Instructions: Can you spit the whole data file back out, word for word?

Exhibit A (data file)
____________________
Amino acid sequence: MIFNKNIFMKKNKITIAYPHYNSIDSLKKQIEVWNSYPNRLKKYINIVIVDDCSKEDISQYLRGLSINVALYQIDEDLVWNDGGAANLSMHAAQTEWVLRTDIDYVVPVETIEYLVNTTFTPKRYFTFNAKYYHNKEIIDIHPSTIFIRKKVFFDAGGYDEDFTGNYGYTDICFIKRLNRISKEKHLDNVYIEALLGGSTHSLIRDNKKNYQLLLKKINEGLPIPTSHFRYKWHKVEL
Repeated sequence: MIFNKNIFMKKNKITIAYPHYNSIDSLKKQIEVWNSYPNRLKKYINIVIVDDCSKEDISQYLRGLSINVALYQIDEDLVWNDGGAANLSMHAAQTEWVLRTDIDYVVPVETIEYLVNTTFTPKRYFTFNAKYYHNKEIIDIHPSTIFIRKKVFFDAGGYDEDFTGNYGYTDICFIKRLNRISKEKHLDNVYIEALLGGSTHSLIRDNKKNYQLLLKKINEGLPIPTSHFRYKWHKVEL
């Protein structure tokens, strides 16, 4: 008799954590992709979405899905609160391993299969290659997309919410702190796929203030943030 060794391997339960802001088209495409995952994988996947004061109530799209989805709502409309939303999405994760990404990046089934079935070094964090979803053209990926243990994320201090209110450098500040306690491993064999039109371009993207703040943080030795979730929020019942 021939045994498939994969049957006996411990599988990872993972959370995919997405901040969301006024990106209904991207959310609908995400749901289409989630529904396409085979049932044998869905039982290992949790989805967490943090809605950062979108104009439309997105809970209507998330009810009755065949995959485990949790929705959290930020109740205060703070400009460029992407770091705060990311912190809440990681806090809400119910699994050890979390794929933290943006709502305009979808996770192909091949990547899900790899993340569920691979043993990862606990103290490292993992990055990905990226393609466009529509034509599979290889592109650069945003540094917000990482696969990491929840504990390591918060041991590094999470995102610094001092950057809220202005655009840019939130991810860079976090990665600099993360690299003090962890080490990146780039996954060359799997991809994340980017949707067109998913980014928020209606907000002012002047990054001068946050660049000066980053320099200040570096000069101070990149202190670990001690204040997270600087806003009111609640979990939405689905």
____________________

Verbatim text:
Amino acid sequence: MIFNKNIFMKKNKITIAYPHYNSIDSLKKQIEVWNSYPNRLKKYINIVIVDDCSKEDISQYLRGLSINVALYQIDEDLVWNDGGAANLSMHAAQTEWVLRTDIDYVVPVETIEYLVNTTFTPKRYFTFNAKYYHNKEIIDIHPSTIFIRKKVFFDAGGYDEDFTGNYGYTDICFIKRLNRISKEKHLDNVYIEALLGGSTHSLIRDNKKNYQLLLKKINEGLPIPTSHFRYKWHKVEL
Repeated sequence: MIFNKNIFMKKNKITIAYPHYNSIDSLKKQIEVWNSYPNRLKKYINIVIVDDCSKEDISQYLRGLSINVALYQIDEDLVWNDGGAANLSMHAAQTEWVLRTDIDYVVPVETIEYLVNTTFTPKRYFTFNAKYYHNKEIIDIHPSTIFIRKKVFFDAGGYDEDFTGNYGYTDICFIKRLNRISKEKHLDNVYIEALLGGSTHSLIRDNKKNYQLLLKKINEGLPIPTSHFRYKWHKVEL
């Protein structure tokens, strides 16, 4: 008799954590992709979405899905609160391993299969290659997309919410702190796929203030943030 060794391997339960802001088209495409995952994988996947004061109530799209989805709502409309939303999405994760990404990046089934079935070094964090979803053209990926243990994320201090209110450098500040306690491993064999039109371009993207703040943080030795979730929020019942 021939045994498939994969049957006996411990599988990872993972959370995919997405901040969301006024990106209904991207959310609908995400749901289409989630529904396409085979049932044998869905039982290992949790989805967490943090809605950062979108104009439309997105809970209507998330009810009755065949995959485990949790929705959290930020109740205060703070400009460029992407770091705060990311912190809440990681806090809400119910699994050890979390794929933290943006709502305009979808996770192909091949990547899900790899993340569920691979043993990862606990103290490292993992990055990905990226393609466009529509034509599979290889592109650069945003540094917000990482696969990491929840504990390591918060041991590094999470995102610094001092950057809220202005655009840019939130991810860079976090990665600099993360690299003090962890080490990146780039996954060359799997991809994340980017949707067109998913980014928020209606907000002012002047990054001068946050660049000066980053320099200040570096000069101070990149202190670990001690204040997270600087806003009111609640979990939405689905």